Lake Superior, Chequamegon Bay, & Hayward Wisconsin Fishing Report 8-9-19

Don’t blink…  Football practice is starting, back to school sales have begun, and it’s County Fair season in northern Wisconsin.  Hard to believe that we’re in the home stretch of summer, but the days are noticeably getting shorter.  Don’t shoot the messenger!  Fishing has continued to be exceptional through the Dog Days, and we’ve been on a walleye roll with some fun smallmouth days mixed in.  Don’t forget the trout and salmon!  Here’s what’s happening on the Hayward Lakes, Lake Superior, and Chequamegon Bay in northern Wisconsin.

Greg, John, & Andy Jatzow

Wisconsin Simms Fishing Gear

HAYWARD AREA LAKES

Joel & PK Kantor

Smallmouth Bass fishing in the Hayward area has been consistently good throughout the summer, and the trend continues in August with water temperatures in the high 70’s on most lakes.  Deep and clear lakes have fish holding in 15′ – 20′ of water during the day.  Search rocky points, humps, and shorelines with your electronics for small schools of fish.  3 – 5 fish per school is the norm at this time of year.  Anchor up or Spot Lock and pick two or three out of a school before they scatter and you need to move on.  Fish are feeding heavy on crayfish right now, but there’s also been some big mayfly hatches on some lakes.  Match the hatch with NED rigs, Drop Shot rigs, or NEKO Rigs.  A Z-Man TRD rigged Texas style on a Bait Rigs Odd’ball jig and dragged through the rocks makes a killer NED that has accounted for a bunch of fish in our boat over the last couple of weeks.  If they get stubborn, don’t forget that a live leech, crawler, or minnow suspended a couple of feet off bottom is hard to resist.  Stained water lakes and flowages can really get going at this time of year, and they tend to produce best when the water is the warmest.  The best part is, you’ll find shallow fish in less than 10′ with a top water bite that can be on fire.  Shorelines with scattered rock, boulders, and wood are good places to look, and don’t be surprised if you find fish in less than a foot of water.  I had the pleasure of fishing once again with my friends Joel Kantor and his father PK from Tulsa, OK.  PK is 90 years young and still catching smallmouth bass with the best of them.  The bite was tough during our two day trip, but it was a treat to watch Joel work the fly rod and PK crank in some big fish.  Always a great couple of days with these guys!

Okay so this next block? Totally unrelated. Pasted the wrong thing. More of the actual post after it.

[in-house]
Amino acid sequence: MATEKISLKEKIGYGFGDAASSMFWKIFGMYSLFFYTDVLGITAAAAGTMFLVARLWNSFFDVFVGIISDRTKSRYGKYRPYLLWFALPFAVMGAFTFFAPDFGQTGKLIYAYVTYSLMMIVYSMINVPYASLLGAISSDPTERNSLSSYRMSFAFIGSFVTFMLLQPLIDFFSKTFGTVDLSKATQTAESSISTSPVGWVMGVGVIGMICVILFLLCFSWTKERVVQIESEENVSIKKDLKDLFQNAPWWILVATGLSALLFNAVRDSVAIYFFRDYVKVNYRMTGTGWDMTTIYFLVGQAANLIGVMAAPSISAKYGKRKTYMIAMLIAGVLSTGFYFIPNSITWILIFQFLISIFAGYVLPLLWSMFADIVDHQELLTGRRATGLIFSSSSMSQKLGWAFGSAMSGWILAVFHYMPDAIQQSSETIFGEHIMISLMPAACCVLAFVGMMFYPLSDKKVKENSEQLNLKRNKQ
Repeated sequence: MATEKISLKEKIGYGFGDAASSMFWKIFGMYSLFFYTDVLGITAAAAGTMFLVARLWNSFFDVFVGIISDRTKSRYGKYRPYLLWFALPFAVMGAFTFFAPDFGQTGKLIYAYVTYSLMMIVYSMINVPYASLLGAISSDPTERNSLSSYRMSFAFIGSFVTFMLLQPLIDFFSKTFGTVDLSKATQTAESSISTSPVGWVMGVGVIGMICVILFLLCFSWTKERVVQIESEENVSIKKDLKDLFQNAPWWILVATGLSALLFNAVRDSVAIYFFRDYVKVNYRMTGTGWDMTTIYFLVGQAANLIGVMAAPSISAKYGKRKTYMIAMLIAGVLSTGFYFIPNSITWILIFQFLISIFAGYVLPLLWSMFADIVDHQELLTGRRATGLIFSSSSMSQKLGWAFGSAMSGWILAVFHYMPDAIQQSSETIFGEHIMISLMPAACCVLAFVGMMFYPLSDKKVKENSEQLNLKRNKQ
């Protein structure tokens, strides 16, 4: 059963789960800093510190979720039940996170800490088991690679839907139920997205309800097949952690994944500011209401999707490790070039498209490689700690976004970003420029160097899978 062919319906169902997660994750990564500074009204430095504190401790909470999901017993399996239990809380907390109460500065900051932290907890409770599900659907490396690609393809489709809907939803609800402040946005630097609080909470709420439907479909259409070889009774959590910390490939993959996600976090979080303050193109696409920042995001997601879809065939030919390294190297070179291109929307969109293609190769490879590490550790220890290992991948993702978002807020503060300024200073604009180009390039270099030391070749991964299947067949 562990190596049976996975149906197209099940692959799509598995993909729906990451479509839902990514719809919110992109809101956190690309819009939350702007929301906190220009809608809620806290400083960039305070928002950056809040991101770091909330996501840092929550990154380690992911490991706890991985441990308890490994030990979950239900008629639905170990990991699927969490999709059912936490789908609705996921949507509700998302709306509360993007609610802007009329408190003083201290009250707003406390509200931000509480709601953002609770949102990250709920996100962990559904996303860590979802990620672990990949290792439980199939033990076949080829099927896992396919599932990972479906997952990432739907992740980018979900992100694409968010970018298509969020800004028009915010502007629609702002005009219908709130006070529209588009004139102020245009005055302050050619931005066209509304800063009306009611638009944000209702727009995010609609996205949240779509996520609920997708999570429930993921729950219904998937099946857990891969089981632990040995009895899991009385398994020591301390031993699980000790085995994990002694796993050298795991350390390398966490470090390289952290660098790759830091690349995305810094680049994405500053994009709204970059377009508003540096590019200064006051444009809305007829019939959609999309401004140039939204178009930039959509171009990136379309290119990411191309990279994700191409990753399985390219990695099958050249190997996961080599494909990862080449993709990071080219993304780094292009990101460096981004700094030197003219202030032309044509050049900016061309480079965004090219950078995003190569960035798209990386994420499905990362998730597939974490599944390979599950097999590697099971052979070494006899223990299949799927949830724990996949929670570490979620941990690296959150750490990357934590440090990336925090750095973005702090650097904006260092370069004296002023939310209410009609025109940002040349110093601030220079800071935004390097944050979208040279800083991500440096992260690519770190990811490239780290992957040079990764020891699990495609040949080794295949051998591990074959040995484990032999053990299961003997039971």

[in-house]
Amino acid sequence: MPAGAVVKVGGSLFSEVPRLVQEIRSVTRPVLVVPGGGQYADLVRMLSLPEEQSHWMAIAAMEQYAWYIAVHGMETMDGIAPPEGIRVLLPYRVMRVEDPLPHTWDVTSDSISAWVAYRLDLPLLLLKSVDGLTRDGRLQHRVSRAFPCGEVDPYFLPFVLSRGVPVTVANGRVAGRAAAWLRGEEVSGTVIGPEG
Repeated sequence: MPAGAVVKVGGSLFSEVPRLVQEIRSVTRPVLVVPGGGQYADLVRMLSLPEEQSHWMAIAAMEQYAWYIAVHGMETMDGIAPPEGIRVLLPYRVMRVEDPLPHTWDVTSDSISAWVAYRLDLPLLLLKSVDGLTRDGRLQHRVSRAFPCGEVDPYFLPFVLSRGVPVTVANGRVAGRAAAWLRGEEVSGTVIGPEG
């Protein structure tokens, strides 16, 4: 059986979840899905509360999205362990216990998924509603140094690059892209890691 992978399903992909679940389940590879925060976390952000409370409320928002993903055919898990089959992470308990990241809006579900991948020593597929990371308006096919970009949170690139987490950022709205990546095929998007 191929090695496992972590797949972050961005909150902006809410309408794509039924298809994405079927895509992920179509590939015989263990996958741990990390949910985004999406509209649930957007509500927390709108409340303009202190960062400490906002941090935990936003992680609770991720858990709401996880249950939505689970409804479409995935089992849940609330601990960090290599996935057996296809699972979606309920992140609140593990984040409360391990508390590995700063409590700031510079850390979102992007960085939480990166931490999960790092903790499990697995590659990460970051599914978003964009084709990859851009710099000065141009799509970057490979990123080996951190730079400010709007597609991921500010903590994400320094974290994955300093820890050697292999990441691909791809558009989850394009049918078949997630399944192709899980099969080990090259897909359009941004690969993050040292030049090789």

Mason & Steve Berg

Preston & Bob Berg

 

 

 

 

 

 

 

 

 

 

 

 

 

 

 

 

 

 

 

Crappies have moved off weed edges on some lakes and can now be found suspended in 15′ – 20′ of water over mud flats.  Jigs and plastics tight lined or under slip bobbers just above the fish are both effective tactics to use.  Cousins Preston and Mason Berg from Orono, MN wore out a pile of slabs one afternoon catching fish after fish and showing their dads how it’s done.  Heck…  They wore me out!  Walleyes are suspending over open water basins or holding tight to deep rocks and weeds in 15′ – 25′.  Trolling crankbaits and crawler harnesses over basins or slip bobbers and leeches near structure are the best methods to get bit right now.  Musky fishing has been best during low light conditions with the high water temps, and I’m hearing reports of increased fish activity over the past week.  That should only get better with the August full moon always producing some monster fish.  Bucktails and topwaters pitched toward weed edges and rock structure and trolling open water basins with large crank baits can all be productive right now.

Brent & Bailey Granger

 

 

 

Michel & Nico Cramer Bornemann

CHEQUAMEGON BAY & LAKE SUPERIOR

Greg & Gary Anderson

Walleye fishing along the south shore of Lake Superior has been excellent over the past couple of weeks.  Conditions have set up perfectly with water temperatures ranging from 65 – 70 degrees due to lots of warm days with little rain and reasonable winds out of the south and west.  The big lake is hard to beat in August when it all comes together like that!  We’ve been trolling crankbaits around 2 mph in anywhere from 15′ – 45′ of water depending on the day.  Just keep chugging along running baits from 12′ – 20′ down behind boards until you find schools of fish.  On some days they can be bunched up thick and on others they’ll be spread out.  When you start to mark schools of bait fish on your electronics, you’re getting close.  River and creek mouths are good areas to start, and experiment with different lure shapes and colors until you find the flavor of the day.  Water clarity is another factor to pay attention to.  If you can find tea colored water on the edge of a mud line, you’re in business.  Remember that this is big water, and you have go be mindful of wind and weather.  When in doubt, don’t go out.  We’ve had some big numbers days along with some really big fish that included an absolute beast landed by Shawn Wortman from Onalaska, WI.  It taped out at 28″ with a 15″ girth.  There’s also been a few mixed bag days that include trout, salmon, and pike.  Nico Cramer Bornemann battled a fish for around 30 minutes that came unpinned under the boat.  We never got a good look at it, and could only speculate on what it might have been.  One thing is for sure… It was big!   A heart breaker, but that fish will only be bigger next year Nico!

Nico Cramer Bornemann

Shawn Wortman

 

 

 

 

 

 

 

 

 

 

 

 

 

 

 

 

 

We love everything about summer.  Warm weather, t-shirts, shorts, and sun tans are our kind of style.  Try to soak it all up this time of year and appreciate every bit of it.  Fish are biting and the weather is great.  What more can you ask for?  Find a lake, get out there, and get after it!

Brian & Ireland Granger

Bob & Jode Bardwell

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